Americans think in insular terms, but live in a world characterized by interdependence, both within our nation, and among nations. Throughout the 20th century, amidst the worst outbreaks of international violence, fledgling but promising seeds of global cooperation emerged, the first (The League of Nations) sabatoged by our isolationist Congress, and the second (The United Nations) sabatoged by our imperialistic tendencies. The United States is, without a doubt, still the world’s hegemon, still the locus of greater international political and military power than any other single nation. It’s time we took that responsibility seriously again.
Some events are better than others. At a reception preceding a presentation by Janet Napolitano (Secretary of Homeland Security) yesterday evening, I enjoyed a series of chats with Frederico Peña (former Denver mayor), Su Ryden (current Colorado state representative), Pilar Ingargiola (apparently a co-founder of the small policy LLC for which I currently do frequent short term research contracts), a bunch of guys from Iowa, and Aaron Harber (Denver talk show host).
Then the speeches began (for the smaller crowd invited to the reception; there would be another round for the full audience gathered upstairs in the auditorium where Secretary Napolitano was to speak). Larry Mizel of the CELL (Counterterrorism Education Learning Lab) introduced Michael Bennet (Junior U.S. Senator from Colorado), who had two endearingly spontaneous human moments during his speech: 1) He paused at one point during his introduction of John Hickenlooper (Denver Mayor and Colorado gubernatorial candidate) to say “God, I’m tired,” and 2) after saying that neither John Hickenlooper nor Larry Mizel would take credit for the CELL, nor would either of them give full credit to the other, Hick gestured from the side that he would give full credit to Larry, to which Michael said, “Well, John will give full credit, because he’s…,” quickly checking himself before saying “a candidate” or “running for office.” The audience filled in the blank and chuckled appreciatively.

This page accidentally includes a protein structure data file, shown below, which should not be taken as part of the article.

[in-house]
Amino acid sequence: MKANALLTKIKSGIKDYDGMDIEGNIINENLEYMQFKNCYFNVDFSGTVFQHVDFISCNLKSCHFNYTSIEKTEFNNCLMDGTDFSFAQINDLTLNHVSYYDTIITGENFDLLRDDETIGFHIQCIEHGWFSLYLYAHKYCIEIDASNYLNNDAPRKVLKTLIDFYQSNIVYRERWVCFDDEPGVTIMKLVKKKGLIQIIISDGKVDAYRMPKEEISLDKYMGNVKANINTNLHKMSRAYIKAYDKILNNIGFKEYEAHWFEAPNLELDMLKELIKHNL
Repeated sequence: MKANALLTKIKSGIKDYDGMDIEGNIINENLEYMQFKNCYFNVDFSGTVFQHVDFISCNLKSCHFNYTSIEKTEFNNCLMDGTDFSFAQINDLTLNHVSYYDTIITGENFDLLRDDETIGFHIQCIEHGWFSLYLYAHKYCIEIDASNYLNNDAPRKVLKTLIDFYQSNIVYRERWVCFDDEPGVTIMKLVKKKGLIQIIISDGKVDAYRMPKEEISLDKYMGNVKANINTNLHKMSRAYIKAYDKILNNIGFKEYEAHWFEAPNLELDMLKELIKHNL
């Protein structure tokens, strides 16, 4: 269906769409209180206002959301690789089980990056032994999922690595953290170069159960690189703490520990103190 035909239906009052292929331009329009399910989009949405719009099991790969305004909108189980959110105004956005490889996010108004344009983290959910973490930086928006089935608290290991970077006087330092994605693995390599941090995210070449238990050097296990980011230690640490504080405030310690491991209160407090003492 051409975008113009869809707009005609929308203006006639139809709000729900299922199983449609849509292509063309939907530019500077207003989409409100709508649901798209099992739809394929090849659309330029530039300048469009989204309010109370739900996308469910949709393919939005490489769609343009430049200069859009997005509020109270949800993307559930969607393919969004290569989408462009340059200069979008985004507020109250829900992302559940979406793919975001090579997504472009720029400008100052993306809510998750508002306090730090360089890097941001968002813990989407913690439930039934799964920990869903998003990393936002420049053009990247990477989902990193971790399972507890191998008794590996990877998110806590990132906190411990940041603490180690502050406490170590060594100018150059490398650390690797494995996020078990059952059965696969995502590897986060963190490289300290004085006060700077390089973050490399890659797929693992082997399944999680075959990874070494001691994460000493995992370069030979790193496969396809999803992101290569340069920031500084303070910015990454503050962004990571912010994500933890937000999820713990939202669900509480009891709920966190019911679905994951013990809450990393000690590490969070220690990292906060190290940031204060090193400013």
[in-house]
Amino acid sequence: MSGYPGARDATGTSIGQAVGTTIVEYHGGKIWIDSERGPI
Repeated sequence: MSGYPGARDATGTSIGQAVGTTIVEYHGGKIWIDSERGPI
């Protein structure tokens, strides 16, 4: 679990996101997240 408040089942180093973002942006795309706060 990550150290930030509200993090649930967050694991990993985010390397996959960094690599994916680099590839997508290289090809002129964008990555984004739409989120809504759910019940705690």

After the speeches, we went up a back staircase to the auditorium, where the first few rows were reserved for us. Larry and John gave two more short speeches, and then Secretary Napolitano took the stage. Her presentation struck several chords with me, the underlying theme resonating with themes that I have been developing on this blog, and, in fact, with themes that are woven through my novel.
Secretary Napolitano referred to “the threat landscape,” a phrase that parallels my frequently used phrase “the social institutional landscape.” They are, indeed, two aspects of the same landscape, one a destabilizing, chaos-producing aspect, and one the ordering and re-ordering aspect. This was a major theme in my novel (An epic mythology): The interplay of chaos and order, and the ways in which the disorganizing influences (personified in my novel by mischievous imps, the Loci, who I considered to be, in effect, magical terrorists), lead to more subtle and complex, increasingly organic, re-orderings.
Indeed, that was precisely what Secretary Napolitano was describing. Homeland Security recognizes that the best counterterrorism network would be an all-inclusive one, informing and mobilizing up and down through social institutional layers from the Department of Homeland Security to individual citizens, and creating channels for individual citizens (and others up and down the hierarchy) to inform those more charged with acting on that information.